Studies have shown that regular physical activity has benefits for mental health: exercise can help people to recover from depression and anxiety disorders. However, not all people like exercise, and a mental disorder like depression can additionally decrease motivation for physical activity. So the disorder itself might inhibit behaviour that helps to overcome it.
We would assume that pressurising people is no solution here: several studies have shown that restricting freedom of choice or control increases stress in both humans and animals. However, new research tentatively indicates that controllability might play a smaller role than expected when it comes to exercise, and that even forced exercise might protect against depression and anxiety symptoms:
With apologies to speakers and attendees, the above lecture has had to be postponed to next term. A new announcement will be posted shortly with the new details. Please accept our apologies for any inconvenience.
POSTPONED: Wellcome Lecture in Neuroethics 2013
Venue: Lecture Theatre, Philosophy Faculty, Radcliffe Humanities
Radcliffe Observatory Quarter, Woodstock Road, Oxford, OX2 6GG
The Oxford Centre for Neuroethics & International Neuroethics Society are pleased to present a set of two Wellcome Lectures in Neuroethics for 2013:
Brain mechanisms of voluntary action: the implications for responsibility
Prof. Patrick Haggard
University College London
The irresponsible self: Self bias changes the way we see the world
Prof. Glyn Humphreys
Department of Experimental Psychology, Oxford University
Abstract: Humans show a bias to favour information related to themselves over information related to other people. How does this effect arise? Are self biases a stable trait of the individual? Do these biases change fundamental perceptual processes? I will review recent work from my laboratory showing that self-biases modulate basic perceptual processes; they are stable for an individual and are difficult to control; they reflect rapid tuning of brain circuits to enhance the saliency of self-related items. I discuss the implications of this work for understanding whether perceptual processes are informationally encapsulated, and whether perception changes as a function of social context.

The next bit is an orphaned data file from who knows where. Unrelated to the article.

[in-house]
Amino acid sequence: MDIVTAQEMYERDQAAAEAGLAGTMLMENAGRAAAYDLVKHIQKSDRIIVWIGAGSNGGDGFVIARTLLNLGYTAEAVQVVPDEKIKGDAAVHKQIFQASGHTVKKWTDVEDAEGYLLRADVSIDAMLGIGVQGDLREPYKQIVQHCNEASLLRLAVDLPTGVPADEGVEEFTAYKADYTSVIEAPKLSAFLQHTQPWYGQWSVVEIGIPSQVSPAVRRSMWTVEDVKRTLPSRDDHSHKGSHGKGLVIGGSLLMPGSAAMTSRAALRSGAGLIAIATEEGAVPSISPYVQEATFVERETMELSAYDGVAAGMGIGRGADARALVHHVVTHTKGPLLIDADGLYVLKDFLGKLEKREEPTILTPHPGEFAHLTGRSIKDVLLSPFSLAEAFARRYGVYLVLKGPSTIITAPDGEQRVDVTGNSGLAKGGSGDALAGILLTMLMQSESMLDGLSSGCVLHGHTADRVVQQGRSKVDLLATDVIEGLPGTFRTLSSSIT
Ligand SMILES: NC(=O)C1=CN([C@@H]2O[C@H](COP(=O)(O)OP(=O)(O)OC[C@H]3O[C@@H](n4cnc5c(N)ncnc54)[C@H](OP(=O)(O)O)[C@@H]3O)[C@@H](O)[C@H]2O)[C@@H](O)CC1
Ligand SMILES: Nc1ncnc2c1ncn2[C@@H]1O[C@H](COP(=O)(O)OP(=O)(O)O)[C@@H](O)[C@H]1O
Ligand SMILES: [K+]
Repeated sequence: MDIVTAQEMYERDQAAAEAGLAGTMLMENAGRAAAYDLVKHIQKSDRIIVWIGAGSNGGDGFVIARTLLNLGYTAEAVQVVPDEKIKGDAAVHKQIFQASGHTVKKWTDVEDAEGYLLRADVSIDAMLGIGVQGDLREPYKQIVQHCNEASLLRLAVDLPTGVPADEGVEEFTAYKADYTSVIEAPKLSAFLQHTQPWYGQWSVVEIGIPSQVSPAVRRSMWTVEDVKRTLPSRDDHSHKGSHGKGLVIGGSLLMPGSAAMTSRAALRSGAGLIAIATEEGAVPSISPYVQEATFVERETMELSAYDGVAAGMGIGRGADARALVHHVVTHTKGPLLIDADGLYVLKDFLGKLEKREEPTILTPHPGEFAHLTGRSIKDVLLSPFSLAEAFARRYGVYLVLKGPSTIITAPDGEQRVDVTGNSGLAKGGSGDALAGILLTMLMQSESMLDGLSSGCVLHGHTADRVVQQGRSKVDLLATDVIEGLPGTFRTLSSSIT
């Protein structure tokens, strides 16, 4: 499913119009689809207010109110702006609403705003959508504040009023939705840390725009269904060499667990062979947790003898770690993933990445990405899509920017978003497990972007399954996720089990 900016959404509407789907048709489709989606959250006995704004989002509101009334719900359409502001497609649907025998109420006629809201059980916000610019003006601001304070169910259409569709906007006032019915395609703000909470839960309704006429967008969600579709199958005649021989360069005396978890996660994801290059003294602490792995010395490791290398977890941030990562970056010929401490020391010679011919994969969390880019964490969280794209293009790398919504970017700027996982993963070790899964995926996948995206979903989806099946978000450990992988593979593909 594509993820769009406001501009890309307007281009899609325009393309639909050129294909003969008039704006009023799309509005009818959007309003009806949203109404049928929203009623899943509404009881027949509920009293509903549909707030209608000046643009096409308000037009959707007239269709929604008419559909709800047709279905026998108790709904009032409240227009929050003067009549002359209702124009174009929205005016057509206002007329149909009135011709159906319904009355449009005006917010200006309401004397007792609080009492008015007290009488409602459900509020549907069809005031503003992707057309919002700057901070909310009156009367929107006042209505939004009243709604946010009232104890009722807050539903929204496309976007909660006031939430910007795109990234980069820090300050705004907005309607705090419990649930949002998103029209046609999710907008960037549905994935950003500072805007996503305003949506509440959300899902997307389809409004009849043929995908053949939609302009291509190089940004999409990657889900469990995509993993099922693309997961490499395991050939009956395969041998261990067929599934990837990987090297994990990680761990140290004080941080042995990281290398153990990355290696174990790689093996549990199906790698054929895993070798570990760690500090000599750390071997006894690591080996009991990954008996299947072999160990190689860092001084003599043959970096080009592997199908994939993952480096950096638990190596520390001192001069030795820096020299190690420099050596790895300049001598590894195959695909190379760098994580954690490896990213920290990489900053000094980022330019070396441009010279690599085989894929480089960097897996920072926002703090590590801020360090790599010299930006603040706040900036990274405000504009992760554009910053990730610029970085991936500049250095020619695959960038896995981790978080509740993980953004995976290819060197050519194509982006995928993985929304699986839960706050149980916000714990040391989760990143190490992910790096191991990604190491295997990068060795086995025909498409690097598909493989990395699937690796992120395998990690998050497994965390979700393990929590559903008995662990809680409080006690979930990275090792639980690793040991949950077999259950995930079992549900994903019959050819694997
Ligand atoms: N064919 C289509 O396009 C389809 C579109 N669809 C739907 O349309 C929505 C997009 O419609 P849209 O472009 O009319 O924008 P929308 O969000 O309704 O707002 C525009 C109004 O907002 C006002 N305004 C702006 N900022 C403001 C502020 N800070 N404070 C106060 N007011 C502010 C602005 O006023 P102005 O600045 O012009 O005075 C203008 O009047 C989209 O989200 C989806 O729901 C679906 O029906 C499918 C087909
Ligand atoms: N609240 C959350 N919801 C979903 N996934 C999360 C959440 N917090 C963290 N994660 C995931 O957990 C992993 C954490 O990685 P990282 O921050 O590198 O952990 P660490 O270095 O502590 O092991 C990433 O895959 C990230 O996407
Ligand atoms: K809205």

Bio: Glyn Humphreys is Watts Professor and Head of the Department of Experimental Psychology at Oxford, having formerly been Professor of Psychology at both Birkbeck College and the University of Birmingham. His research interests cover a wide range of topics in visual cognition and his work uses a variety of techniques including neuropsychological case studies, fMRI, EEG and trans-cranial magnetic stimulation. He has been awarded the British Psychological Society’s Spearman Medal, its President Award and its Cognitive Psychology Prize (twice). He is a Fellow of the Royal Society of Medicine, the American Psychological Association and the British Academy.
Recent scientific developments suggest that it may become possible to create viable human gametes from human stem cells. It has been suggested that this will lead to the development of a range of new fertility treatments as well as new strands of research. More speculatively, some have argued that it may
- Allow the radical enhancement of human reproductive capabilities, for example, by allowing same-sex couples or post-menopausal women to have genetically-related offspring
- Provide new means of creating ‘designer babies’, for example, by easing constraints on the number of embryos that can be produced in IVF.
In a feature article forthcoming in the Journal of Medical Ethics, Robert Sparrow discusses the possibility that stem cell technologies might be used to facilitate what he calls ‘in vitro eugenics’; the deliberate and selective breeding of multiple generations of human embryos in vitro. The Editors of the Journal of Medical Ethics now invite submissions for a special issue addressing the ethical questions raised by Sparrow’s paper and by stem cell-derived gametes more generally.
There is another case in the news where someone is making a legal bid to allow his doctors help him to die. These cases are always heartrending. It’s a cliché that hard cases make bad law. But it’s a cliché because it’s true.
If we look at individual cases, there are often very strong grounds for considering that the compassionate response is to allow assisted suicide or euthanasia. But the difficulty is that public policy and law must be designed to produce the best, the most just, the most compassionate outcome overall. This is why any legal or policy change must be made in response to a full consideration of all possible cases, and of wider effects upon society; there’s no such thing as simply allowing assisted suicide in law – any such law would have of course to be very carefully constructed.
And any law or policy is always enacted within a particular context; any choice for a freedom allowed within law is made within a particular context.